Ion Channels and Proton Transport
Proteins that control and guide the transport of electrons, protons and ions underpin basic functions of living cells and are crucial to many life processes.
This includes the generation of ‘chemical energy’ by using electron transfer (ET) and proton transport (PTR) to produce electrochemical gradients across membranes, which are then used to produce ATP.
Similarly, a vital role in neural signal transduction and other functions is played by ion channels.
Since mutations that disrupt the action of such proteins are associated with many diseases, these proteins present major targets for therapeutic intervention and play a central role in drug discovery efforts.
However, despite spectacular progress in the structural elucidation and biochemical characterization of the above systems, a quantitative understanding of the factors that control the operation of such systems is still needed.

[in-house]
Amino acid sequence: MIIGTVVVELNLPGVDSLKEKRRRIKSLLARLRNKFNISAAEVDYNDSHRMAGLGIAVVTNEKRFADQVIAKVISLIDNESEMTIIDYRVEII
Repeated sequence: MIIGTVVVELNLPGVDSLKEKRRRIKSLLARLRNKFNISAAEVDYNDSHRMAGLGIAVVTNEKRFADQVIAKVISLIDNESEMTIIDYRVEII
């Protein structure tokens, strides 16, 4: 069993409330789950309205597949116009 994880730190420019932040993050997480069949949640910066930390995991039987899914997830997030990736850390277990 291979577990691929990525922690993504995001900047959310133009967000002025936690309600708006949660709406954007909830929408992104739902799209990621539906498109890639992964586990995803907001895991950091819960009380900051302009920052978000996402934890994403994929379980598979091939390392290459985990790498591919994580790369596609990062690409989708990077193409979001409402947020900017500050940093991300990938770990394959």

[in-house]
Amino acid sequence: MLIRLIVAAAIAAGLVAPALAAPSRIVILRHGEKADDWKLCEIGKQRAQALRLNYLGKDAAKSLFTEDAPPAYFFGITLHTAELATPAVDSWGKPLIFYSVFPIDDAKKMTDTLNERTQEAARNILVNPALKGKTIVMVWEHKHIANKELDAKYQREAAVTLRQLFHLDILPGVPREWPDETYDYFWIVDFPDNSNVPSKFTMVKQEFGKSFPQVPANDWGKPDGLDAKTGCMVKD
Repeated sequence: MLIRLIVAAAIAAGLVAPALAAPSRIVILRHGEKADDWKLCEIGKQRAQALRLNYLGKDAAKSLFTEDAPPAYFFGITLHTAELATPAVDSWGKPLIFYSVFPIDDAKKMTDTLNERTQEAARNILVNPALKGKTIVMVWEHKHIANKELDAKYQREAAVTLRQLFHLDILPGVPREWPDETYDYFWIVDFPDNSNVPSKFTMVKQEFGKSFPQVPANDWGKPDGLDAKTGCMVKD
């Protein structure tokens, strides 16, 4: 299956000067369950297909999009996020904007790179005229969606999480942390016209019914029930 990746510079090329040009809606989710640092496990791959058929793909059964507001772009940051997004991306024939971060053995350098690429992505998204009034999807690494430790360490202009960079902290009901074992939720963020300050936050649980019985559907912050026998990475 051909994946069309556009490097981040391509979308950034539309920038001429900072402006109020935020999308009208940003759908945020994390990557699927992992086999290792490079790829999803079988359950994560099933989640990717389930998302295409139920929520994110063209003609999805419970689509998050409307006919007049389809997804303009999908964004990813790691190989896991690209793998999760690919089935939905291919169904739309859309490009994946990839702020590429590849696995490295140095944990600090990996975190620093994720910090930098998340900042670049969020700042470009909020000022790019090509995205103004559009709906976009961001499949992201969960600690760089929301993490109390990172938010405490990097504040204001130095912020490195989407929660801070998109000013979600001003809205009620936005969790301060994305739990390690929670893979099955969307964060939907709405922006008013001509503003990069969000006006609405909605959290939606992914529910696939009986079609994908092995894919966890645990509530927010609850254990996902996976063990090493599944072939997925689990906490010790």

A better understanding of the function of such systems should help in the development of drugs against serious diseases.
Thus, it is important to develop, refine and apply quantitative structure-function correlations using computer simulation approaches.
Our Group pioneered consistent microscopic and smimacroscopic simulations of the energetics of ion channels1
as well as the key concepts and approaches in modeling proton transport in proteins2,3,4
Our approaches range form fully microscopic charging FEP and EVB simulations of proton transfer barriers to renormalization CG Langavin dynamics simulations of proton transport and ion transfer in proteins and solutions 5
Our use of CG models allow us to ask questions which are in the forefront of the field such as the nature of the gating current in voltage activated ion channels6
and the control of proton transport in biological systems such as Cytocrome c Oxidase and F0